Unanimous Consent Request—S. 1898by Senator Elizabeth Warren
Posted on 2014-12-16
WARREN. Mr. President, I came to the floor last week to ask a
simple question: Who does this government work for? Does it work only
for the billionaires and the biggest corporations or does it work for
all of us?
I asked that question last week as Congress considered the government
funding bill--a bill that included a completely unrelated provision
literally written by Citigroup lobbyists that increased the risk of
future taxpayer bailouts just so the biggest banks in this country
could rake in more profits. Sadly, that bill was just the latest
example of how the government works just fine for those who have
already made it.
In the past few years, Federal agencies have entered into a number of major settlement agreements with big banks and other large corporations after those companies have broken the law. These agencies have touted these settlements as being worth millions or in some cases billions of dollars. That sounds like a great deal for taxpayers, but often that sticker price is much higher than the actual value at the settlement. Agencies have often permitted corporations to deduct the cost of the settlement from their taxes, which can cut the actual value of the payment by more than 30 percent. And instead of requiring corporations to actually pay the full settlement amount, agencies often give corporations credits toward the settlement amount for taking certain actions--actions the corporations would have taken even if the settlement had never existed. By structuring the settlements this way, agencies can get credit for being tough on corporate wrongdoers even when the actual deal paints a much different picture.
In January I introduced a bill with Senator Coburn to shed more light on this kind of backroom dealmaking. This bipartisan bill, the Truth in Settlements Act, is pretty simple. It just requires Federal agencies to publicly disclose certain basic information about the major settlements they enter into with corporations--information such as whether a settlement is going to be tax deductible or whether it lets companies claim credit for things they are already doing. That is pretty much it.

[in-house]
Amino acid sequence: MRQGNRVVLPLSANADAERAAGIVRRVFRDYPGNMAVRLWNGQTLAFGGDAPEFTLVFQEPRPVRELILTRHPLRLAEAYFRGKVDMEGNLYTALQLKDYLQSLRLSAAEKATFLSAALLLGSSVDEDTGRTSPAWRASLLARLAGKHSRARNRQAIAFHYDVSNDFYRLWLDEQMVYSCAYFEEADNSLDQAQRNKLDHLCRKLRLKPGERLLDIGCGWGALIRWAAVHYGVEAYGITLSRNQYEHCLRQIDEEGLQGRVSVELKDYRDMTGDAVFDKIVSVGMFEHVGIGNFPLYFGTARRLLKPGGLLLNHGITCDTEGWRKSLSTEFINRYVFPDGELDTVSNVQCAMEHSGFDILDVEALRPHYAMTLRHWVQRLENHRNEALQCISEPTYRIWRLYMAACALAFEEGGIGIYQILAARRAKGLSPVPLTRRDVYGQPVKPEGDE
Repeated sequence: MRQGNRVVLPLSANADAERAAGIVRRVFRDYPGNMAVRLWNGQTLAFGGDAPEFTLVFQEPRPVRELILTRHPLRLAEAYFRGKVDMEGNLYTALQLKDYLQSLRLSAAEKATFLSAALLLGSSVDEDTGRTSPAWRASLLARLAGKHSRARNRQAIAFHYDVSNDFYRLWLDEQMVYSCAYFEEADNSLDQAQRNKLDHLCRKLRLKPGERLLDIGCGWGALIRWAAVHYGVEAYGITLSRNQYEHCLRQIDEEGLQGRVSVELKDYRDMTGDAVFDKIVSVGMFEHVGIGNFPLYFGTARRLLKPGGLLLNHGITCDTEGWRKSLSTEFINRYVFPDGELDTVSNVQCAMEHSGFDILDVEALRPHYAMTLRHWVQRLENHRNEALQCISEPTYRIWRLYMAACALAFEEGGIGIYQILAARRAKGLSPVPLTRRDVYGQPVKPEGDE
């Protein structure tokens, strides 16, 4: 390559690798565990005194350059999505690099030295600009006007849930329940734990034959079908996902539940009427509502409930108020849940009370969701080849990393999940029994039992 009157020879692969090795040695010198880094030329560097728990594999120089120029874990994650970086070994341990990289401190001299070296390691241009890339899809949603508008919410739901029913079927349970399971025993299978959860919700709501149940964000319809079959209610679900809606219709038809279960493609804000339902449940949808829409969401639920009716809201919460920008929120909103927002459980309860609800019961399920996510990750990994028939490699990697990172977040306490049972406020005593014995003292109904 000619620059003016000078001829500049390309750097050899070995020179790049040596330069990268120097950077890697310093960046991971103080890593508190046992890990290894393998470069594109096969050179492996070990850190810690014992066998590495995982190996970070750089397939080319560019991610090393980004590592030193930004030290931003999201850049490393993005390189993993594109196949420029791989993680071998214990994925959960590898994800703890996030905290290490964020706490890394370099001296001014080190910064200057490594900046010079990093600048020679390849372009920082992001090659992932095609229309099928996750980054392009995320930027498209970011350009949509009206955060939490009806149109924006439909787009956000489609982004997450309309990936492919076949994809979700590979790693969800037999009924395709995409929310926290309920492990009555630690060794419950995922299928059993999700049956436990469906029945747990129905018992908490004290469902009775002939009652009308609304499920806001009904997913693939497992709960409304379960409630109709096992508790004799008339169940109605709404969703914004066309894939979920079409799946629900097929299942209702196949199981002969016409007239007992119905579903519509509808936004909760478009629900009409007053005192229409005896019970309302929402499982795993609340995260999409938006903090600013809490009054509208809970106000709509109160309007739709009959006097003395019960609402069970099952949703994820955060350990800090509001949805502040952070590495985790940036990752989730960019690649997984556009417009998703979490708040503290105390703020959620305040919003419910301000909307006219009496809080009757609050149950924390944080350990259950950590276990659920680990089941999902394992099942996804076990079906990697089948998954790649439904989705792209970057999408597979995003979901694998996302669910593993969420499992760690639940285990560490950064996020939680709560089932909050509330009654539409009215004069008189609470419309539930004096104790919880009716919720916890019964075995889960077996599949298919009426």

The idea behind the bill is straightforward. If the government is going to cut deals on behalf of the American people, the American people are entitled to know what kind of a deal they are getting. That is the only way the public can hold agencies accountable.
The Homeland Security and Governmental Affairs Committee approved the Truth in Settlements Act in July without any objections from any Democrats or any Republicans. The CBO found the bill wouldn't cost taxpayers a single dime. This is a nonpartisan, commonsense measure that simply brings more transparency to [[Page S6909]] critical actions the government takes on behalf of the public.
Accordingly, I ask unanimous consent that the Senate proceed to the consideration of Calendar No. 566, S. 1898; that the committee-reported substitute amendment be agreed to; the bill, as amended, be read a third time and passed; and the motion to reconsider be considered made and laid upon the table with no intervening action or debate.